October 1st Saudi Arabia and Home
More adventure filled days. We began at 6:00 with coffee and Mamoul, delicious date filled pastries that one can get at the supermarket in a variety of fillings- pistachios, apricot- but are mostly date filled. They have their own heading on the supermarket aisle. From this plebeian beginning followed even more plebian pastimes of digging beds and planting seeds in the early and dusty heat. We are working to get the whole lower area cleared and planted. This activity involves digging out lots of crab grass that thrives here where many things fail. When crab grass is not involved, digging is swift because of the sandy soil. Cleaning each shovelful of grass makes for tedious going.
The Prince showed up in good form and of course entertained us while giving the new garden manager, Paul, an introduction to the workings of the farm, especially regarding the personnel. He manages to be to the point, yet depersonalizes and regularizes the extremely sensitive. He has great capacity to bring calm and normality. A Prince in more than name. He also repeated he would like to make this a commercial enterprise and does not want to spend a lot of money on it.
We napped during the middle of the day. One cannot help it. As soon as one sits or lies down, the eye lids close. That is it. Usually when I sleep in the middle of the day I am annihilated for the rest of the day. Here, sleep is invigorating. Waking up knowing the hours of sun are more limited than before one napped is invigorating in itself.
At 4:00 a driver came to pick us up to go to the Agricultural show in Riyadh. I was elegantly attired in my abaya of course. At the door a pipsqueak security person who said- no women allowed met us. EVERYONE was staring as if a freak had walked in, which I was. We demanded to speak to the manager as the Prince had told us to go to the show office and ask this question. The pipsqueak who stopped us then referred us to another pipsqueak in a different color shirt, and we asked to speak to someone in CHARGE. Paul, the calm garden manager, and former policeman used his very assertive policeman’s tone of voice and the pipsqueak materialized a large reasonable Saudi who affirmed that women were not allowed- and could only come on the first day of the show. At that moment, the Prince’s assistant came and said that when the Prince came they wouldn’t dare tell him anything. I looked forward to trailing in the prince’s wake past all the pipsqueaks and to sweep into the show with my abaya flowing elegantly around me………… It alas was only a daydream as they next piece of info was that the prince was already in the show and I, sorry, was to go home. With all eyes staring, I was escorted to the car by my husband and driven home where I am typing this email in proper isolation. A driver will pick me up later and take me to the restaurant for dinner with everyone. I am sorry to have everyone tremble at the benign setting of an agricultural show. The slight was made up for at the restaurant where the appetizers were so profuse they covered the entire table, followed by entrees that covered the entire table. I had a lovely non-alcoholic beer.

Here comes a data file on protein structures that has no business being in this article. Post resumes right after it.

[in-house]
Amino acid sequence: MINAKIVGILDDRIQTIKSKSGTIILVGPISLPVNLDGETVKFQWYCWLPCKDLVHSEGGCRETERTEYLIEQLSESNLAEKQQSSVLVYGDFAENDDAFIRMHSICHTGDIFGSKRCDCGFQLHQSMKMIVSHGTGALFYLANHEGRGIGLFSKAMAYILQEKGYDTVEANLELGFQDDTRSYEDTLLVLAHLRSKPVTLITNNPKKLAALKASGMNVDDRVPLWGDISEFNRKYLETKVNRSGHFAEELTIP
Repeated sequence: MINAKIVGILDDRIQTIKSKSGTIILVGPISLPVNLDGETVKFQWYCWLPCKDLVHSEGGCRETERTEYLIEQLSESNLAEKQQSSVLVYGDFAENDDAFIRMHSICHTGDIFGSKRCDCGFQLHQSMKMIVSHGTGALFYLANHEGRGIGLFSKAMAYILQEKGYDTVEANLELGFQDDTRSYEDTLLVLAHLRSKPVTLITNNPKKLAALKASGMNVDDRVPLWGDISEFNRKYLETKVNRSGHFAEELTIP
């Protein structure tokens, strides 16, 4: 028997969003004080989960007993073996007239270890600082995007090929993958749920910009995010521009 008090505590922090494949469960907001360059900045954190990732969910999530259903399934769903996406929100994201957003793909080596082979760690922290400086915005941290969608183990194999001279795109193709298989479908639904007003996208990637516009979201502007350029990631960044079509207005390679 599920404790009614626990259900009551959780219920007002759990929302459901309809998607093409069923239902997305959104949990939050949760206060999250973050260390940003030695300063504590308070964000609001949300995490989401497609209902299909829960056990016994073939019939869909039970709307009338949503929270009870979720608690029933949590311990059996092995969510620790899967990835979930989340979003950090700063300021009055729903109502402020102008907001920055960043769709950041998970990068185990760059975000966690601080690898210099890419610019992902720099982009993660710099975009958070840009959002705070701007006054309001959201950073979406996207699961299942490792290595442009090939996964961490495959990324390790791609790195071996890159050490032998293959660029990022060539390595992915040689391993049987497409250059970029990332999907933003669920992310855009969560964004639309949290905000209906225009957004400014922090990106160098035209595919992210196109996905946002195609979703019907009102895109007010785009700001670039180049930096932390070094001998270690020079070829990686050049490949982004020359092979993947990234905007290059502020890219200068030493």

At home, the 5 wild dog puppies were waiting but scurried away. I didn’t dare follow them too far for fear of running into their 5 huge family members that ran at Ben the other morning. Caveman-like he picked up a pipe and roared at them. They fled. The puppies have evidently just left the den and unfortunately den #2 is the back of the greenhouses. We have to endure the sound of the puppies wailing for the parents and their cute faces as they run away when surprised by us. I would love to rescue them but…………………………………….
puppy update: they are evidently getting used to being away from den #1 and are hanging out behind the greenhouses during the day. About 5:00pm they come out and fight in the alyssum in front of the greenhouses waiting for the parentals to show up. They move to outside the Prince’s tent where the boldest brown ones bark at us and the white ones cower against the walls. They must only be 9 weeks old. We hate to just leave them and not even feed them. Their cuteness is torture.
Friday the 22nd, our Sunday
We have a day off today, but have no wheels. I passed out at 7:30 last night. This place takes it out of you. Ben sleeps for 2 hours at lunchtime and still goes to bed early. The van is still in the shop and the truck hardly runs. Between no wheels, the voracious mosquitoes keeping us indoors after dark- we need fresh air. It doesn’t help that at the Diriyah ruins surrounding the farm the workers- can one call them that when they don’t work- spend a lot of time staring at us working in the garden. We are like a local scandalous TV soap opera on the hoof
We went for a VERY nice walk down the wadi Hanifah this morning amidst the extreme xeric landscaping of limestone slabs, rock edged paths and thorn covered acacias, plus a fair amount of native vegetation that came up with the spring rains. It is far greener this year than last even and it is beginning to look like a place of nature. The planted vitex, acacias, atriplex and pennisetums have grown tremendously. There are lots of birds twittering around- bulbuls and the mynahs, plus some green parakeets. Some of the acacias have nests in them. Stone circular seating areas with pits for fires interspersed with the landscape are about 5 minutes walk apart. The landscape goes for miles, yet it is mostly deserted except by the workers during the week who litter it with abandon.
We are going on a desert walk this afternoon with the expat community. There should be about 150 of us. Expat encompasses not just western, but Asian, Middle Eastern, and a few Africans- all with interesting stories about life and work shared amongst the ever-present dust and rocks as if it were a vast living room outfitted with over-stuffed couches and lounge chairs- under a burning sky.